Phnom Penh - Cambodia's parliament has expelled the leader of the opposition, Sam Rainsy, two weeks after the Supreme Court upheld a jail term against him for uprooting markers along the Vietnamese border.

Veteran opposition politician Son Chhay said parliament's permanent standing committee, which is comprised of lawmakers from the ruling Cambodian People's Party (CPP), had issued the decision.

Son Chhay said previous expulsions of parliamentarians who fell foul of the ruling party had been resolved through political compromise.
'But the situation today is different - the CPP controls all state institutions and it seems they are moving the country back to the authoritarian system which requires no need to compromise,' he said.

Son Chhay said the standing committee's decision could not be appealed, adding that the only hope was to petition the king.

Sam Rainsy, who heads the Sam Rainsy Party, which is the largest opposition party, currently lives in self-imposed exile in France.

Earlier this month the Supreme Court upheld a two-year sentence against Sam Rainsy in a case over border posts that demarcate the country's boundary with Vietnam. Last year he was convicted by a lower court of racial incitement and damaging public property after he uprooted several markers.

The incident riled Hanoi, which is a close ally of Prime Minister Hun Sen's government. Vietnam has significant interests in agribusiness, aviation, telecommunications and banking in Cambodia.
The SRP had charged that land rights of Cambodian farmers in the area were not being respected by an ongoing demarcation process along the 1,270-kilometre border, which is scheduled to be completed by 2012.
The opposition claims the case against Sam Rainsy was political in a bid to keep him out of the country ahead of local elections in 2012 and a general election the following year.

Cambodia sets age limit for foreign husbands

 via CAAI

Mar 16, 2011

PHNOM PENH - MALE foreigners over the age of 50 have been outlawed from marrying Cambodian women in the country under new rules designed to crack down on sham marriages and human trafficking, the government said on Wednesday.

Foreigners who earn less than US$2,550 (S$3,263) per month are also barred from wedding local women, foreign ministry spokesman Koy Kuong told AFP, but the restrictions do not apply to weddings taking place overseas.

Marriages between old men and young women are 'inappropriate", Mr Koy Kuong said, and foreign men who wish to marry nationals must earn a high salary to ensure that 'Cambodian women can live a decent life'.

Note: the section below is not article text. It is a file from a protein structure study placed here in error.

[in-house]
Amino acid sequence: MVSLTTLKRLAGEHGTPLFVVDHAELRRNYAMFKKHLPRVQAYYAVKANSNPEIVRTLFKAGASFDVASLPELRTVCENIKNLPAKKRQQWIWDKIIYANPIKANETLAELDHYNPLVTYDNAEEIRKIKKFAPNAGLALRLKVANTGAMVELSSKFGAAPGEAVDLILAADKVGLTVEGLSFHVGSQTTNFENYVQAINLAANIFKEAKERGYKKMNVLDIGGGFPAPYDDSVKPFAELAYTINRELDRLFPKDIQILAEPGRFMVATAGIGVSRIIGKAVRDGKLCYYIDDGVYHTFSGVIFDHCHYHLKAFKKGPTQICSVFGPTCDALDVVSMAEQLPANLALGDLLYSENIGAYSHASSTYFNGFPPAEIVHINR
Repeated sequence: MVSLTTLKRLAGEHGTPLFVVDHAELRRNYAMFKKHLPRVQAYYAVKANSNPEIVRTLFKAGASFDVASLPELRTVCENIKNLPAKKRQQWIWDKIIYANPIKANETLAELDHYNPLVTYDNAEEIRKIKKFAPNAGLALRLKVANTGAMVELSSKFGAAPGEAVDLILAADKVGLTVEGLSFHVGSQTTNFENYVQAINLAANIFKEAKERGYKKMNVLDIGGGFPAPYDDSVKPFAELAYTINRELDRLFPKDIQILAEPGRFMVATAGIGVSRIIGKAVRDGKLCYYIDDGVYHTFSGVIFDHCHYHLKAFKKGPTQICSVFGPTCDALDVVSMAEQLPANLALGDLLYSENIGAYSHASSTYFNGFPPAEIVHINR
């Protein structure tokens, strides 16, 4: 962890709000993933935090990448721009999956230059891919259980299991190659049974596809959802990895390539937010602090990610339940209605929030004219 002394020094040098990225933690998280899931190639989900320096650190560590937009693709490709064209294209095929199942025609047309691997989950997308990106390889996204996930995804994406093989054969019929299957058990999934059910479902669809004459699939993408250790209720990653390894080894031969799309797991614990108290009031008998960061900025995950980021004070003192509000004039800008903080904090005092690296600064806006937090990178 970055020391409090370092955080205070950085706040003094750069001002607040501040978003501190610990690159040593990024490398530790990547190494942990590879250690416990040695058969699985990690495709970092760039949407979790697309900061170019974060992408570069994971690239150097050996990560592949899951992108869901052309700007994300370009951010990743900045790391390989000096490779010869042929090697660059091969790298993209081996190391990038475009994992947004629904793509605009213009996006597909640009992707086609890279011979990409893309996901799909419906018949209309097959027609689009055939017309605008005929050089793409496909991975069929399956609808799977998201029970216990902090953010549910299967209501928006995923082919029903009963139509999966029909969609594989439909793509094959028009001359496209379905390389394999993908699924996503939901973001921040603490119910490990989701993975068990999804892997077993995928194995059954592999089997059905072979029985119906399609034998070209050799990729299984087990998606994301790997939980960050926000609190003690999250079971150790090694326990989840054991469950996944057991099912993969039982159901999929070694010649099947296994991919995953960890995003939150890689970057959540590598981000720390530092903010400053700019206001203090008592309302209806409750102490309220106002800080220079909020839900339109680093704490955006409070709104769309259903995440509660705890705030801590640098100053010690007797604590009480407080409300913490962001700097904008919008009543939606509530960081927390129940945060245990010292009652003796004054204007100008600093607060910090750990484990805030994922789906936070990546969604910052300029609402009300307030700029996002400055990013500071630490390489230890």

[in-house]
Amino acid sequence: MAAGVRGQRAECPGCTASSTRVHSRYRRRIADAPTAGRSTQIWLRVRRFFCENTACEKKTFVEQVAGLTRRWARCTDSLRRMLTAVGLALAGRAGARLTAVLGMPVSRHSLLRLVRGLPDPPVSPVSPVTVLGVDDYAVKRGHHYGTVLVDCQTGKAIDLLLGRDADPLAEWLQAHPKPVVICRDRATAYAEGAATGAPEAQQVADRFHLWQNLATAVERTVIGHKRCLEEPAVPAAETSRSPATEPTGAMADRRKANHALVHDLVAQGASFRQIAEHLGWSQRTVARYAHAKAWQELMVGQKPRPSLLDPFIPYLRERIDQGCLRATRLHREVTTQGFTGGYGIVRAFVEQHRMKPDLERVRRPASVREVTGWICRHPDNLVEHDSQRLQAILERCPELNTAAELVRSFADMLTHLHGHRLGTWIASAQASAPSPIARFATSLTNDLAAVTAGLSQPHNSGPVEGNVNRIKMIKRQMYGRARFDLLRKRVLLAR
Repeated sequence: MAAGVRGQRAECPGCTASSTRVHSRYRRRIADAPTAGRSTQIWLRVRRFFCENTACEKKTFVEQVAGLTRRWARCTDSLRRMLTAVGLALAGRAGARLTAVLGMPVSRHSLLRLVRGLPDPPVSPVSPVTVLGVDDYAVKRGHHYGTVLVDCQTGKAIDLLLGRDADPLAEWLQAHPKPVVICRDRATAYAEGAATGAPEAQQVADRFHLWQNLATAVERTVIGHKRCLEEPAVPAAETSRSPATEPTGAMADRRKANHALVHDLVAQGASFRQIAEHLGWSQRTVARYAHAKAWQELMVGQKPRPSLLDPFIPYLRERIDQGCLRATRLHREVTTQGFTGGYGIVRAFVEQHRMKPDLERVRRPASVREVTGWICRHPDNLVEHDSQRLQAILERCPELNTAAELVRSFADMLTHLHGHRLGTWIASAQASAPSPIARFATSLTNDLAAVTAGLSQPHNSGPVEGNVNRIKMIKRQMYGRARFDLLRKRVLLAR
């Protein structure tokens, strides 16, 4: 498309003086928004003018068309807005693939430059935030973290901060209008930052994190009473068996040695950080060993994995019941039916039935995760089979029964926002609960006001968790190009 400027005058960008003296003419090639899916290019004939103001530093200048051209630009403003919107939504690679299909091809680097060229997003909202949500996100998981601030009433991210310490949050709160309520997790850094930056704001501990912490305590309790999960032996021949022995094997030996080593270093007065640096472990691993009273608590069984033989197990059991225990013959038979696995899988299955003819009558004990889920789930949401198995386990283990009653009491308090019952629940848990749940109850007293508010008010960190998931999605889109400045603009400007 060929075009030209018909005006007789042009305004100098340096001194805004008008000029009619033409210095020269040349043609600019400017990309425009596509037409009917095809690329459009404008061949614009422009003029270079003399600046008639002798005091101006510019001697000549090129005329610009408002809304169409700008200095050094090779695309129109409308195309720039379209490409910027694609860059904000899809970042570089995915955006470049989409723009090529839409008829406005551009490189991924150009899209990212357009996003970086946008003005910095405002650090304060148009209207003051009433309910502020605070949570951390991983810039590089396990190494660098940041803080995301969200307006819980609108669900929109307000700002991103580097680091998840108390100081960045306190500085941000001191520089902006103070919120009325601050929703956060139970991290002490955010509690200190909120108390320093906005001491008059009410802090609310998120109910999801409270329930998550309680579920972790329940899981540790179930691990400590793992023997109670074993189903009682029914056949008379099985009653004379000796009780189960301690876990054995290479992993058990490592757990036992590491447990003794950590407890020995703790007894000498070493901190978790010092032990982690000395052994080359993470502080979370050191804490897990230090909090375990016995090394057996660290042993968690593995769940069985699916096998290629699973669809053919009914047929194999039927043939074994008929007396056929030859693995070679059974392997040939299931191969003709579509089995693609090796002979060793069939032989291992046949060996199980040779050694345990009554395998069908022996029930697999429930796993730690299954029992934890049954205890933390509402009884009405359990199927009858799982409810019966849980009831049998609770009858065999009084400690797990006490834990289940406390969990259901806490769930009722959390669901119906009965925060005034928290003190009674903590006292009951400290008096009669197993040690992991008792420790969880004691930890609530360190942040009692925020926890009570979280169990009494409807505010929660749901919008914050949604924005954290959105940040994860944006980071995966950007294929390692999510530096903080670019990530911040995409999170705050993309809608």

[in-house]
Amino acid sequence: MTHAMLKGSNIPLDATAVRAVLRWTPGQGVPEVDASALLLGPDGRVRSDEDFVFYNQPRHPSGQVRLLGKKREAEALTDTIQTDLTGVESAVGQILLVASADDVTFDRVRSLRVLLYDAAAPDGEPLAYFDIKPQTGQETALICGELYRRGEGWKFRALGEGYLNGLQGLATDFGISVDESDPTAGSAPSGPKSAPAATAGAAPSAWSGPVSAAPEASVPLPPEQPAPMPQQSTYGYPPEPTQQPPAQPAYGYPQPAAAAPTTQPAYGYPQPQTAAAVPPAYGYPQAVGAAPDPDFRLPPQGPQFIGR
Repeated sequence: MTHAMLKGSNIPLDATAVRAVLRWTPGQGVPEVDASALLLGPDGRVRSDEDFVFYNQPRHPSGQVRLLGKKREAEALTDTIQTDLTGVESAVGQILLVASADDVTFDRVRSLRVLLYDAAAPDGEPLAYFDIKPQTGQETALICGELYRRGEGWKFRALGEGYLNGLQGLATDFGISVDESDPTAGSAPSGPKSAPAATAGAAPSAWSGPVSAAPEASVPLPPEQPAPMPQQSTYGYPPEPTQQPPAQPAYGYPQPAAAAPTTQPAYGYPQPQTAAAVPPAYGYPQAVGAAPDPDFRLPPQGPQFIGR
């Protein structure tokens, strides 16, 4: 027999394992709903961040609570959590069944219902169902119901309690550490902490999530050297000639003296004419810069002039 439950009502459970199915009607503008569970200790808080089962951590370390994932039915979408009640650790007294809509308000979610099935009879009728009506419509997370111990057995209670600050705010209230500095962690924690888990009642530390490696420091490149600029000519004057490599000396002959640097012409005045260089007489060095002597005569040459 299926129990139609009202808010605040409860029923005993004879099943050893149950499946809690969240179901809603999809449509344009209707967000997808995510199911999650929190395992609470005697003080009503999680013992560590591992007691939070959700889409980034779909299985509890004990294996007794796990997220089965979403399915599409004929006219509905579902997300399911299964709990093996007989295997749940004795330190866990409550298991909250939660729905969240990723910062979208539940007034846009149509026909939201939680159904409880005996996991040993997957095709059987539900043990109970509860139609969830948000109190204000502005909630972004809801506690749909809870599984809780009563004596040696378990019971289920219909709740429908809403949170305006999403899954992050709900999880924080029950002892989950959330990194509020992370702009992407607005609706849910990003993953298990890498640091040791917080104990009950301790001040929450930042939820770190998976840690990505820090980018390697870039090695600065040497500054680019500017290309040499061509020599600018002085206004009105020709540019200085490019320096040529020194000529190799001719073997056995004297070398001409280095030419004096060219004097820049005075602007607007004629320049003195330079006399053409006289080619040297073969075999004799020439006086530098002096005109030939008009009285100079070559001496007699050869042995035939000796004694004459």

'We are preventing fake marriages and human trafficking,' he said, adding that the government was aware of cases, documented by rights groups, where Cambodian women were sent into prostitution or 'used as slaves' in their husband's home country.

The Cambodian foreign ministry has sent a diplomatic note to all the embassies and consulates in the country informing them of the new regulations, which came into effect on March 1.

Kek Galabru, president of local human rights group Licadho, praised the government's intention to protect Cambodian brides. But she said the new guidelines 'go against Cambodian marriage law and international law' - specifically the Convention on the Elimination of All Forms of Discrimination Against Women. -- AFP

Cambodia recruitment firm 'detained staff illegally'

 via CAAI

Cambodians often seek work abroad due to low and limited options at home

Cambodian police have asked prosecutors to charge a recruitment company with illegally detaining its staff.

The firm has been under investigation since one woman died and another was hurt at its training centre this month.

T&P's lawyer has denied the company has done anything wrong and says its training programmes comply with Cambodia's labour laws.

It is one of a growing number of firms which are training Cambodians to work overseas - often as domestic staff.

The T&P company is facing serious allegations.

One young woman was so desperate to escape its facility in Phnom Penh that she jumped from a window, breaking both her legs.

She has since said that she was not allowed to leave the centre at any time.

Days later, a woman in her 30s died from a suspected heart attack.

Her husband has complained that she had been feeling sick for days - but the company had not allowed her to leave.

Other staff have alleged that they have not been allowed to leave the training facility to visit their families.

Human rights organisations have also raised concerns about other labour brokers.

T&P is one of a growing number of companies which recruit and train Cambodians to work overseas.

It is an attractive option to many young people - around a quarter of a million of them come onto the job market each year - and the options at home are limited.